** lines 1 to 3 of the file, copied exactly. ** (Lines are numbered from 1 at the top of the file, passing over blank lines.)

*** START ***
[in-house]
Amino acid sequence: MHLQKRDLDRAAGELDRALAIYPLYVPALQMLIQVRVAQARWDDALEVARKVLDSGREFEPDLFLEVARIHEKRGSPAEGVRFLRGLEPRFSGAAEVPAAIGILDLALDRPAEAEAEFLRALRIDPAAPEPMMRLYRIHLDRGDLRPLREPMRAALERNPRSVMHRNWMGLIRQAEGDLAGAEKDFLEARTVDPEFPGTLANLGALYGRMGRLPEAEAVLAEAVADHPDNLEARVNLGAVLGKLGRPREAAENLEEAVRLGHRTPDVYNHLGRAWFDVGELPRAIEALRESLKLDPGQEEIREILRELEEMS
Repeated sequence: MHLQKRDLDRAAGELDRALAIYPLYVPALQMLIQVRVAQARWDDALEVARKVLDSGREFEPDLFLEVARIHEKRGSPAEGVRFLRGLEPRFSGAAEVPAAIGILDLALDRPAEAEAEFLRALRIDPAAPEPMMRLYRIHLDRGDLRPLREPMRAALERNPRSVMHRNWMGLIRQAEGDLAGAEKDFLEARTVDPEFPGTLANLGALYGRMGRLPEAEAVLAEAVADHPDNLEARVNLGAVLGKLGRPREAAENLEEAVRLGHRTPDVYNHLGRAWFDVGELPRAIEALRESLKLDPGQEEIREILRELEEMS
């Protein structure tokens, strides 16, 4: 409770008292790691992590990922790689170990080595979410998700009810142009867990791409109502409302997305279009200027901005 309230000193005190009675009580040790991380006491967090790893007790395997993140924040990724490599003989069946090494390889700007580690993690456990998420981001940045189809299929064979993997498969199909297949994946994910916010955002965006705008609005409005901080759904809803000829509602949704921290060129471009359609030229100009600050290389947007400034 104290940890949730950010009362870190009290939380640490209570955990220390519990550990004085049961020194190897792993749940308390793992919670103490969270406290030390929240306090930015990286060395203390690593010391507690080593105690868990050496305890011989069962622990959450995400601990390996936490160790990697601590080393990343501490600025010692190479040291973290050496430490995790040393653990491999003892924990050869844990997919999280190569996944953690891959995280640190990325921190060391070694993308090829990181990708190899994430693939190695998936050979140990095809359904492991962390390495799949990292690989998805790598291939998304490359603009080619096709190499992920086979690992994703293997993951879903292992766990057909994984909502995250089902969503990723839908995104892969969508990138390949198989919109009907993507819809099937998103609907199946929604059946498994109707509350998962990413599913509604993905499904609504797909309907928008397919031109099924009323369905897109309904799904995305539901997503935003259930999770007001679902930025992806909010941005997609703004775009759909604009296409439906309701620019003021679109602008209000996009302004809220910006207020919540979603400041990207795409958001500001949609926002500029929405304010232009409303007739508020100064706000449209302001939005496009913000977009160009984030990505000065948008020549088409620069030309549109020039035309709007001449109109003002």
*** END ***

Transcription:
[in-house]
Amino acid sequence: MHLQKRDLDRAAGELDRALAIYPLYVPALQMLIQVRVAQARWDDALEVARKVLDSGREFEPDLFLEVARIHEKRGSPAEGVRFLRGLEPRFSGAAEVPAAIGILDLALDRPAEAEAEFLRALRIDPAAPEPMMRLYRIHLDRGDLRPLREPMRAALERNPRSVMHRNWMGLIRQAEGDLAGAEKDFLEARTVDPEFPGTLANLGALYGRMGRLPEAEAVLAEAVADHPDNLEARVNLGAVLGKLGRPREAAENLEEAVRLGHRTPDVYNHLGRAWFDVGELPRAIEALRESLKLDPGQEEIREILRELEEMS
Repeated sequence: MHLQKRDLDRAAGELDRALAIYPLYVPALQMLIQVRVAQARWDDALEVARKVLDSGREFEPDLFLEVARIHEKRGSPAEGVRFLRGLEPRFSGAAEVPAAIGILDLALDRPAEAEAEFLRALRIDPAAPEPMMRLYRIHLDRGDLRPLREPMRAALERNPRSVMHRNWMGLIRQAEGDLAGAEKDFLEARTVDPEFPGTLANLGALYGRMGRLPEAEAVLAEAVADHPDNLEARVNLGAVLGKLGRPREAAENLEEAVRLGHRTPDVYNHLGRAWFDVGELPRAIEALRESLKLDPGQEEIREILRELEEMS